This specific ISBN edition is currently not available.View all copies of this ISBN edition:
By one analysis, a 12 percent annual increase in data processing budgets for U.S. corporations has yielded annual productivity gains of less than 2 percent. Why? This timely book provides some insights by exploring the linkages among individual, group, and organizational productivity.
The authors examine how to translate workers' productivity increases into gains for the entire organization, and discuss why huge investments in automation and other innovations have failed to boost productivity.
Leading experts explore how processes such as problem solving prompt changes in productivity and how inertia and other characteristics of organizations stall productivity. The book examines problems in productivity measurement and presents solutions.
Also examined in this useful book are linkage issues in the fields of software engineering and computer-aided design and why organizational downsizing has not resulted in commensurate productivity gains.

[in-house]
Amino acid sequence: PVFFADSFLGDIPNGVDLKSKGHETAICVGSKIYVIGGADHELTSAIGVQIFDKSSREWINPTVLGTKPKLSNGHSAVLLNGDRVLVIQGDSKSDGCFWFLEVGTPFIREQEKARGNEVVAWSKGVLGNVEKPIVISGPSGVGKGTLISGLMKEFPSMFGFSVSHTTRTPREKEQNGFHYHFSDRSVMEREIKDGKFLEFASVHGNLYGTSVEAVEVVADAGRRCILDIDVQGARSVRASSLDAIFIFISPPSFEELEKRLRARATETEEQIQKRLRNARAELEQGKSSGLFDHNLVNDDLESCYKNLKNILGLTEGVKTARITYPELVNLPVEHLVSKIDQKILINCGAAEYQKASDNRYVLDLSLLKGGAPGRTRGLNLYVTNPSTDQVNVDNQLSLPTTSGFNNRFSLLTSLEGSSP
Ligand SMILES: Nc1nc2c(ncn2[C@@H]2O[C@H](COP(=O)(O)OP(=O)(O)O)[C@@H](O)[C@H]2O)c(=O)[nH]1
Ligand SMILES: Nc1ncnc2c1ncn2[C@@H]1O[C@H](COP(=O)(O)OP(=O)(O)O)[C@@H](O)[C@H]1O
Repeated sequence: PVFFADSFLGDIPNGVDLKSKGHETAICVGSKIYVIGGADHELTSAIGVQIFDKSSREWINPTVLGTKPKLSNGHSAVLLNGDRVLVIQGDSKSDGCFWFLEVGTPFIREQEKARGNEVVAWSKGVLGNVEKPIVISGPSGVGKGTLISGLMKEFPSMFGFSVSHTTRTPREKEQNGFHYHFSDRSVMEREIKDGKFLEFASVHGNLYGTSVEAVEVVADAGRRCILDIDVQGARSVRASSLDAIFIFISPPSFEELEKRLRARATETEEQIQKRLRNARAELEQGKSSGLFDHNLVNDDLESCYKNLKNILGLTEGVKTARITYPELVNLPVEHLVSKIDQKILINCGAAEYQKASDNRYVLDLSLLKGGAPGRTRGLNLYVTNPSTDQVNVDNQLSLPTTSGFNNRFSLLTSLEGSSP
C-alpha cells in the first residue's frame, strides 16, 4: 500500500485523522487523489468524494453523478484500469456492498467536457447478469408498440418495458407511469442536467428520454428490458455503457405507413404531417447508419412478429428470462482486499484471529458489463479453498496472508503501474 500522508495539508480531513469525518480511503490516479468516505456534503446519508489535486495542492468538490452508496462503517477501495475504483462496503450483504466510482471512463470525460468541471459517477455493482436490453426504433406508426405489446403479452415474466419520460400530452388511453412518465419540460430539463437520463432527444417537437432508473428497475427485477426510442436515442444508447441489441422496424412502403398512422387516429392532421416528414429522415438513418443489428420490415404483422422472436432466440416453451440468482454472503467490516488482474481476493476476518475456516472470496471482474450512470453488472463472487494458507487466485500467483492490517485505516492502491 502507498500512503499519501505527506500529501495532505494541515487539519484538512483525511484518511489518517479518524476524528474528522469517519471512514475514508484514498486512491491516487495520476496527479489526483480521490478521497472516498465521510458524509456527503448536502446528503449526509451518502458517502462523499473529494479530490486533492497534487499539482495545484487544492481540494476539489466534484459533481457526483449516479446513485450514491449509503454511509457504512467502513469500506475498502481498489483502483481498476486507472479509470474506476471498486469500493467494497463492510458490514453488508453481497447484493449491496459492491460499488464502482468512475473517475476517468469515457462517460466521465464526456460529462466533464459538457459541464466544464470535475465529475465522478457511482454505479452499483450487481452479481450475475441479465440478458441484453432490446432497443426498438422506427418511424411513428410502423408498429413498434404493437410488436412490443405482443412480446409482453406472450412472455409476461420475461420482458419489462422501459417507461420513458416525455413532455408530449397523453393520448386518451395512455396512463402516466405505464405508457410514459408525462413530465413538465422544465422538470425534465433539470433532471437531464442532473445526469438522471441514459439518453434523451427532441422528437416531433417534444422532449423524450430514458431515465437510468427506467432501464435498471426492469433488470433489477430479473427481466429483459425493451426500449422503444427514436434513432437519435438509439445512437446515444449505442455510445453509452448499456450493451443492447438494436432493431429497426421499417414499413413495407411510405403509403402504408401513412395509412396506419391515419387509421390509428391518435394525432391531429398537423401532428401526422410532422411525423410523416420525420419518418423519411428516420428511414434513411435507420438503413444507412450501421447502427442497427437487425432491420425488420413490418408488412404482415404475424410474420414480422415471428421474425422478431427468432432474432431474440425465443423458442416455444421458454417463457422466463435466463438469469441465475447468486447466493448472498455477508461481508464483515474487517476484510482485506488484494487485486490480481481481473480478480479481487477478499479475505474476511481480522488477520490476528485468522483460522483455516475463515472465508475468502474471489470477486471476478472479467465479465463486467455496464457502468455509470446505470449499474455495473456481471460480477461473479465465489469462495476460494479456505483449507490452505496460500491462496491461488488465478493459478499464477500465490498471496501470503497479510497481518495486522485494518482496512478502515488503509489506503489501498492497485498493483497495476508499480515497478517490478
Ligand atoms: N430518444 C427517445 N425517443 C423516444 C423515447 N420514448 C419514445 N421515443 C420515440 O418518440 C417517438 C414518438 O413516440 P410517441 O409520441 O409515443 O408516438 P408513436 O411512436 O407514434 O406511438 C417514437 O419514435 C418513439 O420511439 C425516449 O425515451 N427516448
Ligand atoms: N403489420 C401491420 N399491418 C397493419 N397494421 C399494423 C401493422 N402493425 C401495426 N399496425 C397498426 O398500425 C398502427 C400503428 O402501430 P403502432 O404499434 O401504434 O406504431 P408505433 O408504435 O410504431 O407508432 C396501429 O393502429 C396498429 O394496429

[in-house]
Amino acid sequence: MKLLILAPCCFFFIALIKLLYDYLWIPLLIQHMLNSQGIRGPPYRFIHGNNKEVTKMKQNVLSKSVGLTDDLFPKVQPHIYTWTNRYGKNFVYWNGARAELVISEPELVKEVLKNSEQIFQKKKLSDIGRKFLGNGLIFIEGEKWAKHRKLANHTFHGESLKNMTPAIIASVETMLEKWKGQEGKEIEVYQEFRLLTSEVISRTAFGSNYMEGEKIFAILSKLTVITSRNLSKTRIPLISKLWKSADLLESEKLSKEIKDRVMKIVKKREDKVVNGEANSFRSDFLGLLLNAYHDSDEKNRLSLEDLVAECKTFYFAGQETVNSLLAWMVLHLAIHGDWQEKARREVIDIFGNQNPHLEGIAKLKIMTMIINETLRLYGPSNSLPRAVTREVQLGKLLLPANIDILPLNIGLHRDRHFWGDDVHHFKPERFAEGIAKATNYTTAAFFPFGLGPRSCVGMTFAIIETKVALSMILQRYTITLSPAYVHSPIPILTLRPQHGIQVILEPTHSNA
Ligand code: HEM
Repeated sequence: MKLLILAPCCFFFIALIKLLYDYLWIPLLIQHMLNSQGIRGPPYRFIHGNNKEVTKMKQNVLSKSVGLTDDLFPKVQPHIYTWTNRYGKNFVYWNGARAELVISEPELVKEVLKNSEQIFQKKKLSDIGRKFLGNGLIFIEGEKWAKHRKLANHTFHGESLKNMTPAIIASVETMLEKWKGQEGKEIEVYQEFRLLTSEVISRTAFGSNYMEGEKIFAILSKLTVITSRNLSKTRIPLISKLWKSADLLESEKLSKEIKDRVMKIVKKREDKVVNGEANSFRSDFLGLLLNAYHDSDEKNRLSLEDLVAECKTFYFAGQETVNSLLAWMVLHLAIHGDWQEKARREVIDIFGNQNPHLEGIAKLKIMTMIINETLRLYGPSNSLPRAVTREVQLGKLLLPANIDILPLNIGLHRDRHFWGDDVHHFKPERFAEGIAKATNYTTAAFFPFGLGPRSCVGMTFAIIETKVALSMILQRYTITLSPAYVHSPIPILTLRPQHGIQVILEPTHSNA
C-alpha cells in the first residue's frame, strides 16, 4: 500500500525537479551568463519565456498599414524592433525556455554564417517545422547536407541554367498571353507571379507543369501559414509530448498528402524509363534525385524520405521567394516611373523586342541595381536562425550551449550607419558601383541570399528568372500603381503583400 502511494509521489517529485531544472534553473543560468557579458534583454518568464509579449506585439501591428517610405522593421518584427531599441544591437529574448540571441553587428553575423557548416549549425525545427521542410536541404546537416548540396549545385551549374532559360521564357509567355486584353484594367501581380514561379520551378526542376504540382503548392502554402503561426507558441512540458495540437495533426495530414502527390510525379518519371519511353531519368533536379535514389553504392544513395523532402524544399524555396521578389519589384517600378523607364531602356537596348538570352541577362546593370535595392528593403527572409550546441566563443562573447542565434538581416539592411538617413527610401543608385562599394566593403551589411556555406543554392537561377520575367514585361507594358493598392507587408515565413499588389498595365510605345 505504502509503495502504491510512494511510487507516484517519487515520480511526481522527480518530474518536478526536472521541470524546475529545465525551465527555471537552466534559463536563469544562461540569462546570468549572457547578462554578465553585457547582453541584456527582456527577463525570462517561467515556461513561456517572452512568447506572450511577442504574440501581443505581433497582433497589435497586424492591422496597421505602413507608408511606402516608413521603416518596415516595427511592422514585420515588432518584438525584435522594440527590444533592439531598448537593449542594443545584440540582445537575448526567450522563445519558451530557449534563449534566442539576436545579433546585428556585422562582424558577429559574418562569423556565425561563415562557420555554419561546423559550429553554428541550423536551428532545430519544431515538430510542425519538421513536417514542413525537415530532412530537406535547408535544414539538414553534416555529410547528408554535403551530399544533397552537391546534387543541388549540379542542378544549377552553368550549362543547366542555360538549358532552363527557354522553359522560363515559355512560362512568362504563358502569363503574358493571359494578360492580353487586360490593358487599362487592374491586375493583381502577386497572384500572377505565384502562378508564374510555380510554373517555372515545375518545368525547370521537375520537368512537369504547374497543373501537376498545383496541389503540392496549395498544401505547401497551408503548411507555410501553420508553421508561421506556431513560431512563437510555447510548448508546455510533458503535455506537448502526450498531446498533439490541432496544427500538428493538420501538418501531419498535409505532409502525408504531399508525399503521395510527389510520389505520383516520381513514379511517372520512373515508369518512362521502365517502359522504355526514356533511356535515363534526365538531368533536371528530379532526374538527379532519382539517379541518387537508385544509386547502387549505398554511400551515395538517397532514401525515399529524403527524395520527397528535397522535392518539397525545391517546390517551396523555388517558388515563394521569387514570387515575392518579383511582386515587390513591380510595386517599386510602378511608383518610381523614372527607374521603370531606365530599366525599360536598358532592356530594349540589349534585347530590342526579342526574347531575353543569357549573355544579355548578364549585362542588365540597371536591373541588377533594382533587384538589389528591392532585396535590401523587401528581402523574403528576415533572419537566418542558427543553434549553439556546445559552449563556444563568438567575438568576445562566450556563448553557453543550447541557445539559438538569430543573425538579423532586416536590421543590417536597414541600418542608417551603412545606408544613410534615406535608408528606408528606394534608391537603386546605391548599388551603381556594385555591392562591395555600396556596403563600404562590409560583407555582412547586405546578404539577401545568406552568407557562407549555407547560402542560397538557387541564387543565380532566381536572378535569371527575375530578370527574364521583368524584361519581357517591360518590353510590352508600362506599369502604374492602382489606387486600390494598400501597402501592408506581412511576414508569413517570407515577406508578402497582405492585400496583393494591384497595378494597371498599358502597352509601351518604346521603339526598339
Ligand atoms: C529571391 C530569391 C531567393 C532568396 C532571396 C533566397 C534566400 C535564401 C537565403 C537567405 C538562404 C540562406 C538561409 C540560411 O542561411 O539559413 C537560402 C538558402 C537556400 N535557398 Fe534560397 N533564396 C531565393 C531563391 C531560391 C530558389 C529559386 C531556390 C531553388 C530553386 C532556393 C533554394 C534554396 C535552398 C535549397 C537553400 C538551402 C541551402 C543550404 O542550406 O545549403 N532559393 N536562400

Important theoretical and practical implications contribute to this volume's usefulness to business and technology managers, human resources specialists, policymakers, and researchers.
"synopsis" may belong to another edition of this title.
Douglas H. Harris, Editor; Panel on Organizational Linkages, National Research Council
"About this title" may belong to another edition of this title.
Book Description National Academies Press, 1994. Hardcover. Condition: New. Never used!. Seller Inventory # P110309049342
Book Description National Academies Press, 1994. Hardcover. Condition: New. Seller Inventory # DADAX0309049342
Book Description National Academies Press, 1994. Condition: New. book. Seller Inventory # M0309049342